Something like a Jurassic World, a Marvel film, a Fast and Furious film, or a Star Wars understands its audience, recognizes general moviegoer interest in the brand, and most importantly knows not to fuck with the fans. I have a hard time believing Sony understands any of the appeal, or lack thereof of the productions they’re pushing right now.


      • Yes, I totally agree with you about that. I just don’t understand why the studios intended those movies as a possibility for a franchise launching. It’s ridiculous. I mean, making films of that kind (like the movies you cited) and hoping for $1 bln is a mere absurd and a complete misunderstanding of the market. That’s why in my previous post I called them niche movies… They can earn something or break even, as you point out, but that’s it. The best we can do is write an honest review and not buying the ticket.

        What about Edge of Tomorrow then? It was a good blockbuster with decent cast, not a reboot/revival. Why it generated such a small box office?

        Liked by 1 person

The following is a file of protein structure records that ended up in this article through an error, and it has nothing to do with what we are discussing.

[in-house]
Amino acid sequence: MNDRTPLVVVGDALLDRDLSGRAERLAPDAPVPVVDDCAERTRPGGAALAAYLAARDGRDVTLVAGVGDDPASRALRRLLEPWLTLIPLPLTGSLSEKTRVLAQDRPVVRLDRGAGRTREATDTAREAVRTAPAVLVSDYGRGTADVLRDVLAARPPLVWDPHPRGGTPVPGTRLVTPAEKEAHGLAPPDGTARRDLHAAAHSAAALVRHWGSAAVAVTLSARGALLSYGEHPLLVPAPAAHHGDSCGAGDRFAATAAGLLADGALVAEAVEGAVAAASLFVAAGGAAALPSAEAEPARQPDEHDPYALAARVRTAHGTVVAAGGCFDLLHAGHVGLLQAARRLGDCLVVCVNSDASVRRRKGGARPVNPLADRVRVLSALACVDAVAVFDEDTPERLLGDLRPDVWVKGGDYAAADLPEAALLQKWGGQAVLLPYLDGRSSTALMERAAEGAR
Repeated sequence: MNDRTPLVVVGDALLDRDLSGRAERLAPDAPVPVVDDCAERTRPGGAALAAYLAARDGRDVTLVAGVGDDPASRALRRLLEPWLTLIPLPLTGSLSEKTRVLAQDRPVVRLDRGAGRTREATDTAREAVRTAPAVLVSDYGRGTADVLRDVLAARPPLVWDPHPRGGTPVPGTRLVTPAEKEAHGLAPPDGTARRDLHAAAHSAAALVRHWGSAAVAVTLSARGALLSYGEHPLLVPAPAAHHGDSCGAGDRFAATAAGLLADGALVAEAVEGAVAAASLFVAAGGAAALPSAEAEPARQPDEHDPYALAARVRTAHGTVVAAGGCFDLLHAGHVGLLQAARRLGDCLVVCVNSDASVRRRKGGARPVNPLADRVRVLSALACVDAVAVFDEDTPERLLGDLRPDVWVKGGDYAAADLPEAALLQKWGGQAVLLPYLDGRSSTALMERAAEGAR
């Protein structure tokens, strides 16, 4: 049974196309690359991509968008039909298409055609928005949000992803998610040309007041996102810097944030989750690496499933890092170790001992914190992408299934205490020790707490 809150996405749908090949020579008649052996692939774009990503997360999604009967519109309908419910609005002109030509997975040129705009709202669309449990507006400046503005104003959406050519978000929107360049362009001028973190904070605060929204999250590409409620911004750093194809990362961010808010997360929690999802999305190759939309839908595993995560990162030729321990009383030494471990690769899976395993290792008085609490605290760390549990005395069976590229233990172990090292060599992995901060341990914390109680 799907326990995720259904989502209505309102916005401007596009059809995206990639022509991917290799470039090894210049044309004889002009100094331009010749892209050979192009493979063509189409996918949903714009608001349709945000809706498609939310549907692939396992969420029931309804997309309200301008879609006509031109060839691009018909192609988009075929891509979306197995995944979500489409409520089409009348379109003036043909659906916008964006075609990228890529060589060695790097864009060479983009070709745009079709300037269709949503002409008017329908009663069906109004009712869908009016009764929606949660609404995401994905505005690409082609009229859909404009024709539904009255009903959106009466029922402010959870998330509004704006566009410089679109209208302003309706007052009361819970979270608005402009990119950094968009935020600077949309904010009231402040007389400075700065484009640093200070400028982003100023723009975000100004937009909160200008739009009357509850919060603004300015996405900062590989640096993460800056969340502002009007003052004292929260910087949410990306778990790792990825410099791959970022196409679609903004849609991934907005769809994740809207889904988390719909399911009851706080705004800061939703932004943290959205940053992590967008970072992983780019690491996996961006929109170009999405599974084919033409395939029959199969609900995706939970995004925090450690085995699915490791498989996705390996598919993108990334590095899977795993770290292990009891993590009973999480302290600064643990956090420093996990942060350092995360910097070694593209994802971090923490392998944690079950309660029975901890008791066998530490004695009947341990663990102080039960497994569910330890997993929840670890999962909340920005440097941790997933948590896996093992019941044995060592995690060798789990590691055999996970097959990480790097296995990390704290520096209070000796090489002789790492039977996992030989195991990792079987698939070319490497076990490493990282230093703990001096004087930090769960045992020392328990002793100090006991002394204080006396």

• Part of the reason so many remakes are haphazardly produced and marketed often has to do with too many cooks in the kitchen — i.e. screenplays rewritten ad infinitum, conflicting producer/ director artistic visions, etc. — as well as executive producers who are simply out of touch with fans, general audiences, and even their investors. Sony (Jumanji’s parent production company) in particular has grown notorious these last few years for greenlighting terrible projects with questionable production teams, e.g. Ghostbusters, Fantastic Four, Passengers.

        Tom Rothman (chairman of Sony’s motion picture division) and former executive producer Amy Pascal have taken a lot of heat for this:

        As for Edge of Tomorrow, I’d throw that in the same pile as Dredd 2012 — a well made but poorly marketed feature. Marketing matters.

        Liked by 1 person

  2. That makes sense. The stock price, however, is doing relatively well, growing steadily from $10 to $39 in 2012-2017 (it’s right to mention that in the 2003-2008 period it was growing from $20 to $60). If you have a look at their balance sheet, the debt amount and revenue are more or less the same each year without any big shifts. But – the profit margin is low. And of course, all this info is relative since it’s about Sony and not only Sony Pictures.


  3. To be honest, I think the idea of a Jumanji sequel isn’t a bad one. It is the kind of story you could repeat several times without feeling stale. But I don’t think we’ve had the sequel we deserve just yet.

    Liked by 1 person